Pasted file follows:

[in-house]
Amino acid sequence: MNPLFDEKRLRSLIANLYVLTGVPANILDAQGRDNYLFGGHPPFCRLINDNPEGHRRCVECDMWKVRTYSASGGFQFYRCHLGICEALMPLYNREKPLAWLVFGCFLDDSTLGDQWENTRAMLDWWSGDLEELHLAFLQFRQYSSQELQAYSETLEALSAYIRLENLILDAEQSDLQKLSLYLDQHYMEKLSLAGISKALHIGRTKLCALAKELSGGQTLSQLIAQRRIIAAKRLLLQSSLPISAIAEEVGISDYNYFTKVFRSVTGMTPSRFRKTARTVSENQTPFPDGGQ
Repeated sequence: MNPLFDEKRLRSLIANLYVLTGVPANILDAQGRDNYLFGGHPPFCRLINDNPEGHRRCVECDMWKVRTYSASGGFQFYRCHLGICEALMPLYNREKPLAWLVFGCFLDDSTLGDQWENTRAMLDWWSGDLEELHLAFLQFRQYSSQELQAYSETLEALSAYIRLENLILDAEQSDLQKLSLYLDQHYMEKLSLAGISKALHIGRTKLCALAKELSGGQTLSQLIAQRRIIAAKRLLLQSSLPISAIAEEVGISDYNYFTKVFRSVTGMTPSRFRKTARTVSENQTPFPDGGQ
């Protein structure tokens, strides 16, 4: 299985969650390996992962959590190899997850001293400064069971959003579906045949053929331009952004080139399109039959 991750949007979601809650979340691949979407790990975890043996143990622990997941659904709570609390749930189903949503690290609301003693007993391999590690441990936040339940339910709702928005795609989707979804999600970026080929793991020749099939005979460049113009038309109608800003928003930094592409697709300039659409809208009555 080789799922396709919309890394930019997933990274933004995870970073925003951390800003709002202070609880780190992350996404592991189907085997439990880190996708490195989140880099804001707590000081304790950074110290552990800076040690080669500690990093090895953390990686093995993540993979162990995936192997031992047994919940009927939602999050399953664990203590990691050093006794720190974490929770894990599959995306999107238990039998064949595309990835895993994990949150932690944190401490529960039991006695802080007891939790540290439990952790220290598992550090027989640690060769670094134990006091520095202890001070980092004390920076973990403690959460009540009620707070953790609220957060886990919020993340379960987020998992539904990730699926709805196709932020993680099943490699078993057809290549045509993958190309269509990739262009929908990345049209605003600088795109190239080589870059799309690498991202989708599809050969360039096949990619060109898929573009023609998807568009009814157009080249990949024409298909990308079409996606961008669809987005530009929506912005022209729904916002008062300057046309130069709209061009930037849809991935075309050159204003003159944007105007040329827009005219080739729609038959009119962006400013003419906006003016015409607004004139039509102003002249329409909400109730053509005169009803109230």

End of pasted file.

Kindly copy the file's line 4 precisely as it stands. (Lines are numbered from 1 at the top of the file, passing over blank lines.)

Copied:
């Protein structure tokens, strides 16, 4: 299985969650390996992962959590190899997850001293400064069971959003579906045949053929331009952004080139399109039959 991750949007979601809650979340691949979407790990975890043996143990622990997941659904709570609390749930189903949503690290609301003693007993391999590690441990936040339940339910709702928005795609989707979804999600970026080929793991020749099939005979460049113009038309109608800003928003930094592409697709300039659409809208009555 080789799922396709919309890394930019997933990274933004995870970073925003951390800003709002202070609880780190992350996404592991189907085997439990880190996708490195989140880099804001707590000081304790950074110290552990800076040690080669500690990093090895953390990686093995993540993979162990995936192997031992047994919940009927939602999050399953664990203590990691050093006794720190974490929770894990599959995306999107238990039998064949595309990835895993994990949150932690944190401490529960039991006695802080007891939790540290439990952790220290598992550090027989640690060769670094134990006091520095202890001070980092004390920076973990403690959460009540009620707070953790609220957060886990919020993340379960987020998992539904990730699926709805196709932020993680099943490699078993057809290549045509993958190309269509990739262009929908990345049209605003600088795109190239080589870059799309690498991202989708599809050969360039096949990619060109898929573009023609998807568009009814157009080249990949024409298909990308079409996606961008669809987005530009929506912005022209729904916002008062300057046309130069709209061009930037849809991935075309050159204003003159944007105007040329827009005219080739729609038959009119962006400013003419906006003016015409607004004139039509102003002249329409909400109730053509005169009803109230």